In 1995, I published a short paper in the academic journal Science. In that  study, I reviewed how borehole temperature data recorded a warming of about one  degree Celsius in North America over the last 100 to 150 years. The week the  article appeared, I was contacted by a reporter for National Public Radio. He  offered to interview me, but only if I would state that the warming was due to  human activity. When I refused to do so, he hung up on me.

I had another interesting experience around the time my paper in Science was  published. I received an astonishing email from a major researcher in the area  of climate change. He said, “We have to get rid of the Medieval Warm  Period.”

Deming also said . . .

In 1999, Michael Mann and his colleagues published a reconstruction of past  temperature in which the MWP simply vanished. This unique estimate became known  as the “hockey stick,” because of the shape of the temperature graph.

Normally in science, when you have a novel result that appears to overturn  previous work, you have to demonstrate why the earlier work was wrong. But the  work of Mann and his colleagues was initially accepted uncritically, even though  it contradicted the results of more than 100 previous studies. Other researchers  have since reaffirmed that the Medieval Warm Period was both warm and global in  its extent.

Is Deming using faith or reason?

Lest we forget, in its April 28, 1975 issue Newsweek proclaimed that the Earth’s climate was cooling down. That report in Newsweek states . . .

To scientists, these seemingly disparate incidents represent the advance signs of fundamental changes in the world’s weather. The central fact is that after three quarters of a century of extraordinarily mild conditions, the earth’s climate seems to be cooling down.

Let’s not forget that June 24, 1974 story in TIME magazine titled “Another Ice Age?”  Here are the first two paragraphs from that TIME story:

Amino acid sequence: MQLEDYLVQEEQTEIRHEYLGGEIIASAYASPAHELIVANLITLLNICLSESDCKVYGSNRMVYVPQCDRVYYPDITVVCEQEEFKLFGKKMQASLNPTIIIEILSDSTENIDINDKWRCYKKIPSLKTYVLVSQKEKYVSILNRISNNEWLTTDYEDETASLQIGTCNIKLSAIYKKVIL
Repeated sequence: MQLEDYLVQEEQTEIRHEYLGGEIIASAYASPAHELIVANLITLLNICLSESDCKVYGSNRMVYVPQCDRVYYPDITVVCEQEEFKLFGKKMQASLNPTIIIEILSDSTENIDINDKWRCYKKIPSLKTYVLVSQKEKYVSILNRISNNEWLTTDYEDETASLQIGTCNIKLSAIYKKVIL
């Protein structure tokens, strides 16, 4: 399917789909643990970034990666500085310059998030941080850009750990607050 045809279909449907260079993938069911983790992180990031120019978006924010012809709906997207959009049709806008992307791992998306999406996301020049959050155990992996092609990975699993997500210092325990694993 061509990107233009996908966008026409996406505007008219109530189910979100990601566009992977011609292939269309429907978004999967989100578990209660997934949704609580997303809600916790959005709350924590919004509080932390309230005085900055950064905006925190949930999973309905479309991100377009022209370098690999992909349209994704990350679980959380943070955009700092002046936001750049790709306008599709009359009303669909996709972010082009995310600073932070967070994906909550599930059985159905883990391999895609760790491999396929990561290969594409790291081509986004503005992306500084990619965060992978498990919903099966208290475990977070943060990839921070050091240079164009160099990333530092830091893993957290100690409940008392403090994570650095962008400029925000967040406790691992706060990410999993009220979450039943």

In Africa, drought continues for the sixth consecutive year, adding terribly to the toll of famine victims. During 1972 record rains in parts of the U.S., Pakistan and Japan caused some of the worst flooding in centuries. In Canada’s wheat belt, a particularly chilly and rainy spring has delayed planting and may well bring a disappointingly small harvest. Rainy Britain, on the other hand, has suffered from uncharacteristic dry spells the past few springs. A series of unusually cold winters has gripped the American Far West, while New England and northern Europe have recently experienced the mildest winters within anyone’s recollection.

As they review the bizarre and unpredictable weather pattern of the past several years, a growing number of scientists are beginning to suspect that many seemingly contradictory meteorological fluctuations are actually part of a global climatic upheaval. However widely the weather varies from place to place and time to time, when meteorologists take an average of temperatures around the globe they find that the atmosphere has been growing gradually cooler for the past three decades. The trend shows no indication of reversing. Climatological Cassandras are becoming increasingly apprehensive, for the weather aberrations they are studying may be the harbinger of another ice age.